Over at Overlawyered.com Reason Contributing Editor Wally Olson goes completely ballistic (in a good way!) on the terrible editorial in The New York Times today on onerous new testing requirements for toys. Here's the line in the Times editorial that sets off Olsonian fireworks:
The delay has caused confusion and allowed opponents to foment needless fears that the law could injure smaller enterprises like libraries, resale shops and handmade toy businesses.
I've written about the many problems with the toy testing legislation, the Consumer Product Safety Improvement Act (CPSIA), here.
The cost of testing each individual model will essentially close down the operations of small, handmade toy makers and secondhand toy sellers when it is enforced. One manufacturer of wooden toys, Selecta, has already pulled out of the U.S. market, rather than get tangled up in the testing requirements. So it's hard to understand in what sense those fears are "needless." Or, as Olson has it:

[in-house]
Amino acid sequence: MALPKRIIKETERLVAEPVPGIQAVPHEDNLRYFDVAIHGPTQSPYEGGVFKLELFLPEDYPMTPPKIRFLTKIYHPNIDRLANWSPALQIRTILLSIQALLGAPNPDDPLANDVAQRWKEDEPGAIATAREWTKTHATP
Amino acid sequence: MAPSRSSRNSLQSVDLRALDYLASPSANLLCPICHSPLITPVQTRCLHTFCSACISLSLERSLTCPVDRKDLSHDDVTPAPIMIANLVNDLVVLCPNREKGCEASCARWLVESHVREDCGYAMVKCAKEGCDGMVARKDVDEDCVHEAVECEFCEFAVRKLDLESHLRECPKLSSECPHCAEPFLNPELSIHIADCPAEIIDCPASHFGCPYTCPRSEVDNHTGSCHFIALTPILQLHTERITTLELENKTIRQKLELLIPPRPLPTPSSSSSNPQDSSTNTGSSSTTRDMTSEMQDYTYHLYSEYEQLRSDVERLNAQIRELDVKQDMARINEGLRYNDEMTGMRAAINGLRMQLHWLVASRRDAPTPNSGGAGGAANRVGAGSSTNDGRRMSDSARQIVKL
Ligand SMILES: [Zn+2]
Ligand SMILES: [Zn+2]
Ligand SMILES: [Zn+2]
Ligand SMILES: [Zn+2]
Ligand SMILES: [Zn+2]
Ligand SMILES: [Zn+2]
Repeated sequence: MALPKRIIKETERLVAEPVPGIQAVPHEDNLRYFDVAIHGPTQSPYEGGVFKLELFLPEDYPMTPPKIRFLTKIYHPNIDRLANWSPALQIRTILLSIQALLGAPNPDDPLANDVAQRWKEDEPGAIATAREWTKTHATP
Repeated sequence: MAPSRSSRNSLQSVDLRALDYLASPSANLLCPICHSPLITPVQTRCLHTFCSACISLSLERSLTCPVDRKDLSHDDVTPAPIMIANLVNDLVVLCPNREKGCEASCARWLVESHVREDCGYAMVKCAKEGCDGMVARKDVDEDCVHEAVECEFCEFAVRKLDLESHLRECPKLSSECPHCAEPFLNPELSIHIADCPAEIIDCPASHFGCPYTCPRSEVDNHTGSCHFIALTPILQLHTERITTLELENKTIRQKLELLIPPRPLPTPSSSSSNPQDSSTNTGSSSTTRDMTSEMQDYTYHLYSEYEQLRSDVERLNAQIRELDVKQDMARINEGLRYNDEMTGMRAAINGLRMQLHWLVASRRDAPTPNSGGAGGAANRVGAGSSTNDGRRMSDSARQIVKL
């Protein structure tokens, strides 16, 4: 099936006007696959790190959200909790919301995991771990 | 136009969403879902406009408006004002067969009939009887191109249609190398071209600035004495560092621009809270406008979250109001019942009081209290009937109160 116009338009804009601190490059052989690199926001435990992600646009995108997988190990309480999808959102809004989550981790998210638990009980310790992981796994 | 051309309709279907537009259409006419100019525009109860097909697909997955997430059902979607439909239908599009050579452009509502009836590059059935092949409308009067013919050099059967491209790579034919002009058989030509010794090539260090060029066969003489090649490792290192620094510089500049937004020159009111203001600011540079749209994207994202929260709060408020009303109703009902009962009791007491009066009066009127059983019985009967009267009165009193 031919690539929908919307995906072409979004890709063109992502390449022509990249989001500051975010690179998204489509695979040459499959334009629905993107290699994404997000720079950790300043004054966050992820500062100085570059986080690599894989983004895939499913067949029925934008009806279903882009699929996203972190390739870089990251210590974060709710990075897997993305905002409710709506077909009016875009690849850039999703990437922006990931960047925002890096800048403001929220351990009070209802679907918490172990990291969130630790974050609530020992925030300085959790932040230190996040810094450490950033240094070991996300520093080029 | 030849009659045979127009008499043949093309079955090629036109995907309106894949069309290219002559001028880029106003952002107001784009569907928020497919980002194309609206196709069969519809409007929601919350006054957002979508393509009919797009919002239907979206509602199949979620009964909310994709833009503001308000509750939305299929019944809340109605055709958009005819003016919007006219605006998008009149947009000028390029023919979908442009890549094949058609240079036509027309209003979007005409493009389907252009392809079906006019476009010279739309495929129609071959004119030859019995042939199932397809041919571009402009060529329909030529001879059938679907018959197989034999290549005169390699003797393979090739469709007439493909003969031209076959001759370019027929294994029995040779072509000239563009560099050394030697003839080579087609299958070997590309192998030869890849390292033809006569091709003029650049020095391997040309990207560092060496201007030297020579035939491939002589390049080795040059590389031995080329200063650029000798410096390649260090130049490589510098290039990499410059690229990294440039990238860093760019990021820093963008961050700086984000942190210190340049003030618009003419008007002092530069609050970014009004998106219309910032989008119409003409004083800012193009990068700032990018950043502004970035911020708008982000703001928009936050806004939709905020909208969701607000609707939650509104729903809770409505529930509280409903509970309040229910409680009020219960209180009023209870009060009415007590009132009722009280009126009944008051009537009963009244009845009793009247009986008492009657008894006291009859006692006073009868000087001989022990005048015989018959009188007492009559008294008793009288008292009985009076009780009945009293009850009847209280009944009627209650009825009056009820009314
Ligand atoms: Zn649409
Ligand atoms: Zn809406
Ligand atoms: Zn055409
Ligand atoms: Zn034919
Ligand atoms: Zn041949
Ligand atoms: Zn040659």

Got that? "Confusion" about the law, and "delay" in implementing it, are the real problems. Fears that small business will be hurt are "needless" and are being "fomented" by presumably sinister opponents.
Or, put differently: anyone who imagines this law might be impractical for libraries, resale shops, handmade toy businesses, or other small businesses is just imagining things — fooled, perhaps, by misinformation spread by the law's opponents.
Stop being a bunch of babies, toymakers. Pull it together. The New York Times knows what's best.